Mephistopheles gives Faust a Book….
“Doctor Faustus living in all manner of pleasure that his heart could desire, continuing in his amorous drifts, his delicate fare, and costly apparel, called on a time his Mephostophilies to him: which being come, brought with him a booke in his hand of all maner of diuelish and inchanted artes, the which he gaue Faustus, saying: hold my Faustus, worke now thy hearts desire…” (Faust Book)
The identity of the true author was commonly hidden to protect them from prosecution, and to give the texts more weight and honour or to pay respect. They were instead attributed to ancient patriarchs and notorious sorcerers such as Faust. Since even being in possession of a grimoire was illegal, one did not want to be found either writing or printing heretical texts or practising black magic.
Handmade manuscripts at first, rare and expensive, since about the eighteenth century there’s been a trade in selling printed grimoires to the general public, though often sold surreptitiously as they are still inescapably associated with witchcraft and the demonic by Christians and may promote illegalities.
Undoubtedly, a primal human attraction to dark and mysterious powers ensures their continuing popularity. The Necronomicon is an example of a modern grimoire written largely to satisfy popular demand for the fabled Necronomicon of H. P. Lovecraft’s fiction.
Going back much further—to the late 16th century publication of the first Faust books or before and associated with John Dee—the Voynich manuscript, though still un-decoded, might be a grimoire created for sale as a curiosity, possibly created for sale to Rudolf II.
Faust used magic books. In the books they’re how he tries to summon Mephistopheles and how he hopes to protect himself from Mephistophele’s powers. The real Faust did not likely author any grimoires, but several are attributed to him. One, the Black Raven, written is available through the links below.
Grimoires Associated with Faust:
(Leo Ruickbie’s Faustus (Amazon Link) lists grimoires attributed to Faust in the Appendix.)
- The Black Raven (The Threefold Coercion of Hell). Attributed to “Doctor Johannes Faust,” but that’s unlikely. Unknown date (claims 1469). See it at: https://web.archive.org/web/20110714020438/http://www.magick7.com/FreeBooks/0021/Hell.html or https://www.scribd.com/document/39293648/Grimoires-Black-Raven.
- Magia naturalis et innaturalis, oder dreifacher Höllenzwang, letztes Testament und Siegelkunst – Part I. See it at Google Books https://books.google.com/books?id=WpE5AAAAcAAJ
- Magia naturalis et innaturalis, oder dreifacher Höllenzwang, letztes Testament und Siegelkunst – Part III. See it at Google Books https://books.google.com/books?id=kCUdwQEACAAJ
- Magia naturalis et innaturalis, oder dreifacher Höllenzwang, letztes Testament und Siegelkunst – Part IV. See it at Google Books https://books.google.com/books?id=4ZA5AAAAcAAJ
- Doctor Faust’s großer und gewaltiger Höllenzwang. Can’t see much at: https://books.google.com/books?id=6w8OcAAACAAJ
Some famous grimoires:
Many of the grimoires listed can be found via a Google search. Many are available in occult collection bittorrents.
- Picatrix (Ghâyat al-Hakîm fi’l-sihr). An 11th century(-ish) Arabic compilation of earlier magic and astrology that was highly influential in Renaissance Europe from the 13th century. See https://en.wikipedia.org/wiki/Picatrix.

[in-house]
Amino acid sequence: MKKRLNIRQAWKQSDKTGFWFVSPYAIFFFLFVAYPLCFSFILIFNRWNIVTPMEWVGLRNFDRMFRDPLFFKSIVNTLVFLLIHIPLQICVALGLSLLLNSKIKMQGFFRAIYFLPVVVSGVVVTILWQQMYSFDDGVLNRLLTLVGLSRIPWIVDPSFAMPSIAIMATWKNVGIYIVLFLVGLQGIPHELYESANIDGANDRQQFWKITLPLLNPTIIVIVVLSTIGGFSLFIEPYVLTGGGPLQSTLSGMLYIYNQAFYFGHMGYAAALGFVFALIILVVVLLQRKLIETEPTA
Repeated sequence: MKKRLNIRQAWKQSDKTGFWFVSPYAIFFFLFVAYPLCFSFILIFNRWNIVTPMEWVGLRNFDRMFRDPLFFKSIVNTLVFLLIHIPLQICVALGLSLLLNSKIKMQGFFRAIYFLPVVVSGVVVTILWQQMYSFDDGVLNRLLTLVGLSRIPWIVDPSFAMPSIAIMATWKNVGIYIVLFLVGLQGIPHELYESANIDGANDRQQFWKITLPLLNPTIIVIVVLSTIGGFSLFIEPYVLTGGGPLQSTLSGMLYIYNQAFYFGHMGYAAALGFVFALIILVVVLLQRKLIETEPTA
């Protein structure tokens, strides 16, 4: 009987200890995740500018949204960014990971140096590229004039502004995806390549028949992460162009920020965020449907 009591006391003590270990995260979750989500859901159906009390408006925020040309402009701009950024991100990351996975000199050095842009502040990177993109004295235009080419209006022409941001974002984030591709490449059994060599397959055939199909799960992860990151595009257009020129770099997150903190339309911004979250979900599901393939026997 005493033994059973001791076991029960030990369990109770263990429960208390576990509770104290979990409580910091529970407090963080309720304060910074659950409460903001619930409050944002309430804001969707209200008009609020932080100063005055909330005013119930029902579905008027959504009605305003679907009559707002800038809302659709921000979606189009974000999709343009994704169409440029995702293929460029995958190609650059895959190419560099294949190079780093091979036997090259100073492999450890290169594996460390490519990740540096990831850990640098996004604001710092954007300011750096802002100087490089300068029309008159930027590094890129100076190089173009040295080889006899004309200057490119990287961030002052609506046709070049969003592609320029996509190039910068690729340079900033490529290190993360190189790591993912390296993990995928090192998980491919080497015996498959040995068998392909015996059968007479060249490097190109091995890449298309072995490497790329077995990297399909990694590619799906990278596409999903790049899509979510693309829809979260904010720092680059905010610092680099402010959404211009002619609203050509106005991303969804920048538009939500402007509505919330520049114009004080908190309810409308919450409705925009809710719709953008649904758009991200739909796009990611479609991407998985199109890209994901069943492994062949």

- Cyprianus (the Black Book). A common or traditional name in Scandanavian regions for a collection of spells, prayers and remedies. See https://en.wikipedia.org/wiki/Cyprianus.
- Sixth and Seventh Books of Moses. 18th century northern European popular subsequently among spiritualists in America and Africa. See https://en.wikipedia.org/wiki/Sixth_and_Seventh_Books_of_Moses.
- The 8th Book of Moses. Fourth-century Greek papyrus found in Thebes in the 19th century and published as part of the Greek Magical Papyri See:
- The Black Pullet. Probably French, 18th century. See https://en.wikipedia.org/wiki/Black_Pullet.
- Key of Solomon. Attributed to King Solomon, dates from the 14th or 15th century. See https://en.wikipedia.org/wiki/Key_of_Solomon.
- The Lemegeton, or, the Lesser Key of Solomon. A mid-17th century compilation or synthesis of older works of magic. A demonology – lists of demons and ways to conjure them. See https://en.wikipedia.org/wiki/Lesser_Key_of_Solomon.
- Liber Juratis, or, the Sworn Book of Honorius. Possibly 13th century, it is described as a compilation of material created by a body of magicians to protect and preserve such knowledge. See https://en.wikipedia.org/wiki/The_Sworn_Book_of_Honorius.
- Necronomican. Twentieth century. With the popularity of H. P. Lovecraft’s horror stories referencing the fictitious Necronomicon of the “Mad Arab” Abdul Alhazred, it was inevitable someone would satisfy all those who thought it was real. Not created by Lovecraft. See https://en.wikipedia.org/wiki/Necronomicon
- Petit Albert. A popular 18th century book of magic and domestic handbook. See https://en.wikipedia.org/wiki/Petit_Albert
- The Book of the Sacred Magic of Abra-Melin the Mage. Possibly German early 17th century tale of the travels of Abraham of Worms who meets Abramelin the Mage and learns his magic. He then teaches it to his son. See https://en.wikipedia.org/wiki/The_Book_of_Abramelin.
- A collection of grimoires at https://www.sacred-texts.com/grim/
- Grimoires at http://www.hermetics.org/library/Library_Grimoires.html
- Twilit Grotto: Archives of Western Esoterica at http://www.esotericarchives.com/esoteric.htm